In production sites as in laboratories, industrial robotics meets the challenges of increasing capacities, under controlled and aseptic conditions, both in terms of production / bioproduction and laboratory analyses. Beyond that, new robotic technologies are also disrupting healthcare practices, for example, through the development of robotic-assisted surgery, which enables precision gestures to be performed or reproduced, while limiting errors. In addition, robots, especially intelligent robots, are gradually making a place for themselves in care pathways: assistance to patients or healthcare professionals in hospitals, assistance to the elderly in institutions, etc. which generate numerous technological, health and regulatory issues.
What are the technological, health or regulatory barriers to consider in the automation of healthcare production? What technologies are suitable for the bioproduction and handling of innovative therapy drugs? What new healthcare services and business models can be imagined from the integration of robotics?
How we support you in your projects related to industrial robotics
Alcimed supports its clients in their innovation and new business development projects in the field of robotics. This transverse theme impacts our clients in all sectors: life sciences (healthcare, biotech, agrifood), energy, environment, mobility, chemicals, materials, cosmetics, aeronautics, space and defense. We also work on these areas with public institutions to support and develop the automation of industries in our territories.
Our teams deal with a wide range of topics, as broad and diverse as the field of application of industrial robotics. For instance, we support our clients in the state of the art of robotics technologies adapted to their issues, the benchmark of best practices with players in other sectors who have implemented these technologies, the launch and animation of internal robotics innovation projects, the definition of their positioning on the robotics market, the definition of new solutions, the identification of promising application segments, the development of business cases and value propositions, or their go-to-market and market access strategies.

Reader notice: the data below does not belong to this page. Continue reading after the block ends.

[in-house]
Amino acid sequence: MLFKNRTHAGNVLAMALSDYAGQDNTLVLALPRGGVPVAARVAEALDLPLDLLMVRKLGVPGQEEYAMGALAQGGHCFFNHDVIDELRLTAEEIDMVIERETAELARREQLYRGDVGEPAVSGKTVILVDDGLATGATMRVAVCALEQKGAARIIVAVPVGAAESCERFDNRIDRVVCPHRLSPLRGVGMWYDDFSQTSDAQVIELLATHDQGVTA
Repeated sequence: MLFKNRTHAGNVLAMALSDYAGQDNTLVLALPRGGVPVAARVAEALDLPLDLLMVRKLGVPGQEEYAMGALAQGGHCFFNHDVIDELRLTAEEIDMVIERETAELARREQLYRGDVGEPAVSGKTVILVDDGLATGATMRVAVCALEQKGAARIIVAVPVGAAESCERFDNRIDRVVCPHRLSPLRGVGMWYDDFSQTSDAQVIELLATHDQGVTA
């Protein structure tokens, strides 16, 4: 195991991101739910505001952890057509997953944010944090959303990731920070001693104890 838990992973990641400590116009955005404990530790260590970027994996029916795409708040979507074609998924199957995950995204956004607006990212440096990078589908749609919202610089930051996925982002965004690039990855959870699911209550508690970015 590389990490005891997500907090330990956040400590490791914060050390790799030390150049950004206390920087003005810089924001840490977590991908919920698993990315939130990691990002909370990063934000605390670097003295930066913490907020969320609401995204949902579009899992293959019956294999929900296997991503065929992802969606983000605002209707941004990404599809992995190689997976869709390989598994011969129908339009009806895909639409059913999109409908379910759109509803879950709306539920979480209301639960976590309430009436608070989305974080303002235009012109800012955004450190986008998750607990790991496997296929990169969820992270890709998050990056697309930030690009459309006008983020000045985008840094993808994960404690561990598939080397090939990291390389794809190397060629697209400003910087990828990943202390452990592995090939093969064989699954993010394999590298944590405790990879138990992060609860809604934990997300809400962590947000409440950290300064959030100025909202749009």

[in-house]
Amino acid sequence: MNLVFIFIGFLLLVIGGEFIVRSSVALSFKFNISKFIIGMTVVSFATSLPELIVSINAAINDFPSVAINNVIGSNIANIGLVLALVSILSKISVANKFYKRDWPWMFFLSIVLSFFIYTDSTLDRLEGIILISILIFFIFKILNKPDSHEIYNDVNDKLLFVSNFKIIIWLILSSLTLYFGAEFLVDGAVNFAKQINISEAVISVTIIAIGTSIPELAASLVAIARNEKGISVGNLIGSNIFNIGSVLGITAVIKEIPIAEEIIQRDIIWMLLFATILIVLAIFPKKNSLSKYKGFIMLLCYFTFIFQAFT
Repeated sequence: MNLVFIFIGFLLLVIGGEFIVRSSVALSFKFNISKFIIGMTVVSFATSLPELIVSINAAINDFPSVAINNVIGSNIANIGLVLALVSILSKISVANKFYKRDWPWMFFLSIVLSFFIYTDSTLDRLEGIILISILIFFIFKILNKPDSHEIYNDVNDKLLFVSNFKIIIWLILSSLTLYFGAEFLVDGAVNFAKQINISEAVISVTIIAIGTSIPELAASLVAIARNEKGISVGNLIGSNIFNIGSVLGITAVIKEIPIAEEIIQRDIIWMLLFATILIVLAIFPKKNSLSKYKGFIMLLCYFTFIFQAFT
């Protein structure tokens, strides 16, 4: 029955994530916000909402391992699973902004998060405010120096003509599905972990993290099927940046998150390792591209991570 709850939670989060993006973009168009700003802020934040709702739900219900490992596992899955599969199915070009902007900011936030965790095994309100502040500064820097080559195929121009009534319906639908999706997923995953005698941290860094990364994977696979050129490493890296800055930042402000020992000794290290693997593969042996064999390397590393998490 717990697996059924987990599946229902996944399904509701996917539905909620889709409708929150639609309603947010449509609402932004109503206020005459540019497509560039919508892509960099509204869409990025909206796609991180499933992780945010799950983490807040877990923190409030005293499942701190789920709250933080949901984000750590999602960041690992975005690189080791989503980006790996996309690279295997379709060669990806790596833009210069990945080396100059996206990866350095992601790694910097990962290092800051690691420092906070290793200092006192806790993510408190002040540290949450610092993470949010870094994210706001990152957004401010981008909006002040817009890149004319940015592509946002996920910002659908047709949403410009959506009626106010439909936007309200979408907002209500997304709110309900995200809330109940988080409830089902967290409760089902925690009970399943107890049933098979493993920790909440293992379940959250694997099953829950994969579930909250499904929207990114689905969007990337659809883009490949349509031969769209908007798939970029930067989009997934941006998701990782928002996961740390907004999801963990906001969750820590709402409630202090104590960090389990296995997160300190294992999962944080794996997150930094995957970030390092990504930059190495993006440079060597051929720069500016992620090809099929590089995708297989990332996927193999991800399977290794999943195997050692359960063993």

Examples of recent projects carried out for our clients in industrial robotics
Business case for a “smart production” activity in the aeronautics industry
We worked for a leader in the aeronautics industry who wanted to assess possible business models and to develop a business case for the deployment of CoBOTs (Collaborative Robots) in its manufacturing sites.
To achieve this, our team carried out a benchmark of other manufacturers using such robots in their activities, followed by discussions with experts in the field. The aim was to enable our client to understand all the possible uses of these robots, to assess the savings induced by their implementation and to develop a roadmap for the deployment of these machines within its sites.
Our team then co-built with our client a complete business case enabling them to support the project with their management committee.
Go to market plan: launch of a digital surgery platform
Our team supported a leader in medical devices to prepare the European launch of its innovative platform in digital surgery.